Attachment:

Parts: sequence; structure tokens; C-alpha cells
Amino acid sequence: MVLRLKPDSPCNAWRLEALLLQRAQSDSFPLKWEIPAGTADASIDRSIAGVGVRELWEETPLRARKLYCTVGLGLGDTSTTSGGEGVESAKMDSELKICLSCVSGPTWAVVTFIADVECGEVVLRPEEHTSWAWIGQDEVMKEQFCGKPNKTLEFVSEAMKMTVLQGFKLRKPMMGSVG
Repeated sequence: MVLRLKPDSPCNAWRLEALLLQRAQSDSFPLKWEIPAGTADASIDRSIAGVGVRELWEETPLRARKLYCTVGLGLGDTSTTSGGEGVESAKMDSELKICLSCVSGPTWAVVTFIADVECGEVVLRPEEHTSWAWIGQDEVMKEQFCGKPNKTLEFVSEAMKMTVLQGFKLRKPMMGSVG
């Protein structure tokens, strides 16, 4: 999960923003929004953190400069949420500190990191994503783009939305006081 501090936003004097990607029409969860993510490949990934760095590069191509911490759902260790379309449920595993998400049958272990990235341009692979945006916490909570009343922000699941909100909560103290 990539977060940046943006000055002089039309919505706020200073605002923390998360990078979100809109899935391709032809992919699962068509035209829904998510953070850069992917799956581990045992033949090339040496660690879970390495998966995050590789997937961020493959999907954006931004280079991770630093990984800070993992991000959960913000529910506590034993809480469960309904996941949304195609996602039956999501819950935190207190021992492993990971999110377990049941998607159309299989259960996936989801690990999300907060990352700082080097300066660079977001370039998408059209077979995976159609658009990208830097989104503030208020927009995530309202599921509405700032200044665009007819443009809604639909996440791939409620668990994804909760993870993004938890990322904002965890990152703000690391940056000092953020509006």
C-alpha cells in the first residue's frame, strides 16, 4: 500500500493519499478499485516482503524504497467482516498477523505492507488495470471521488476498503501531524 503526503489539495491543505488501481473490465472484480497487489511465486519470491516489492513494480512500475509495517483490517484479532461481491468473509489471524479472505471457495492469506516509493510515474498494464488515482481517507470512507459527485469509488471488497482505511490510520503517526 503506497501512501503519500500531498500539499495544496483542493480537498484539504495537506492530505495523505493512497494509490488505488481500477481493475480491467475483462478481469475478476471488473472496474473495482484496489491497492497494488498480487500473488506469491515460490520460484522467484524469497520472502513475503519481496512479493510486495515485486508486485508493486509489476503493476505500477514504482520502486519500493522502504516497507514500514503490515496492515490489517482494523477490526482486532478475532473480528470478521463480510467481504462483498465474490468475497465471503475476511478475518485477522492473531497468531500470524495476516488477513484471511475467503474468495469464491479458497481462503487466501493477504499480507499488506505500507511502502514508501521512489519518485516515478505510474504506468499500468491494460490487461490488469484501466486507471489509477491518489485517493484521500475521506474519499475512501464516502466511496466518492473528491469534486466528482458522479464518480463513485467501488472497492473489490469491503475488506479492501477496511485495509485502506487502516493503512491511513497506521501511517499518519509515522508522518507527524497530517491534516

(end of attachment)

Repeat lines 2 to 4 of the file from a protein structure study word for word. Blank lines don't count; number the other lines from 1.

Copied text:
Amino acid sequence: MVLRLKPDSPCNAWRLEALLLQRAQSDSFPLKWEIPAGTADASIDRSIAGVGVRELWEETPLRARKLYCTVGLGLGDTSTTSGGEGVESAKMDSELKICLSCVSGPTWAVVTFIADVECGEVVLRPEEHTSWAWIGQDEVMKEQFCGKPNKTLEFVSEAMKMTVLQGFKLRKPMMGSVG
Repeated sequence: MVLRLKPDSPCNAWRLEALLLQRAQSDSFPLKWEIPAGTADASIDRSIAGVGVRELWEETPLRARKLYCTVGLGLGDTSTTSGGEGVESAKMDSELKICLSCVSGPTWAVVTFIADVECGEVVLRPEEHTSWAWIGQDEVMKEQFCGKPNKTLEFVSEAMKMTVLQGFKLRKPMMGSVG
């Protein structure tokens, strides 16, 4: 999960923003929004953190400069949420500190990191994503783009939305006081 501090936003004097990607029409969860993510490949990934760095590069191509911490759902260790379309449920595993998400049958272990990235341009692979945006916490909570009343922000699941909100909560103290 990539977060940046943006000055002089039309919505706020200073605002923390998360990078979100809109899935391709032809992919699962068509035209829904998510953070850069992917799956581990045992033949090339040496660690879970390495998966995050590789997937961020493959999907954006931004280079991770630093990984800070993992991000959960913000529910506590034993809480469960309904996941949304195609996602039956999501819950935190207190021992492993990971999110377990049941998607159309299989259960996936989801690990999300907060990352700082080097300066660079977001370039998408059209077979995976159609658009990208830097989104503030208020927009995530309202599921509405700032200044665009007819443009809604639909996440791939409620668990994804909760993870993004938890990322904002965890990152703000690391940056000092953020509006």